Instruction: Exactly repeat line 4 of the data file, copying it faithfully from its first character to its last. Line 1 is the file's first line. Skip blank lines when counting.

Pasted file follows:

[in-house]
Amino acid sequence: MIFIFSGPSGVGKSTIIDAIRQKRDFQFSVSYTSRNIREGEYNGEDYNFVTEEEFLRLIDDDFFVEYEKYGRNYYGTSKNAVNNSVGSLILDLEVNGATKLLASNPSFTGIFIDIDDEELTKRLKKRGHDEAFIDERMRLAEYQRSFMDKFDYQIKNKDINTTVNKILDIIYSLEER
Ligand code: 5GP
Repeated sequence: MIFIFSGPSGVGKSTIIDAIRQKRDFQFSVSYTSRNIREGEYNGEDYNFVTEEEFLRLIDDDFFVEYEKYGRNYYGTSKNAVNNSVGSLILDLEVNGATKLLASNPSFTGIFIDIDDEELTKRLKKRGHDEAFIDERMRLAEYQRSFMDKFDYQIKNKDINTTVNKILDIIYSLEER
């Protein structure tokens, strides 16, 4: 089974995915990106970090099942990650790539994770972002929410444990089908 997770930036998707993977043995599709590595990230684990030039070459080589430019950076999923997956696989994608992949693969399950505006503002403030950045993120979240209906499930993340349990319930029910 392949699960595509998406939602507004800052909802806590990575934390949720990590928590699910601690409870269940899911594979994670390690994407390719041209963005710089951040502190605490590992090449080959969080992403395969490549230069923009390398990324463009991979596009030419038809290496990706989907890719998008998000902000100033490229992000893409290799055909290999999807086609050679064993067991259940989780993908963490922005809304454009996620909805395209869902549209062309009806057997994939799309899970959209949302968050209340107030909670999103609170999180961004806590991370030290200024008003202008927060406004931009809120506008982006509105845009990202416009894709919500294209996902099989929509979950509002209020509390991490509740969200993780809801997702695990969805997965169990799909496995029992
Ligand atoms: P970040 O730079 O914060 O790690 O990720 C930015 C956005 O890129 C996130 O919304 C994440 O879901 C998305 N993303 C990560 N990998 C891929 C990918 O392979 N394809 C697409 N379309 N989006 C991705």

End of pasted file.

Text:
Repeated sequence: MIFIFSGPSGVGKSTIIDAIRQKRDFQFSVSYTSRNIREGEYNGEDYNFVTEEEFLRLIDDDFFVEYEKYGRNYYGTSKNAVNNSVGSLILDLEVNGATKLLASNPSFTGIFIDIDDEELTKRLKKRGHDEAFIDERMRLAEYQRSFMDKFDYQIKNKDINTTVNKILDIIYSLEER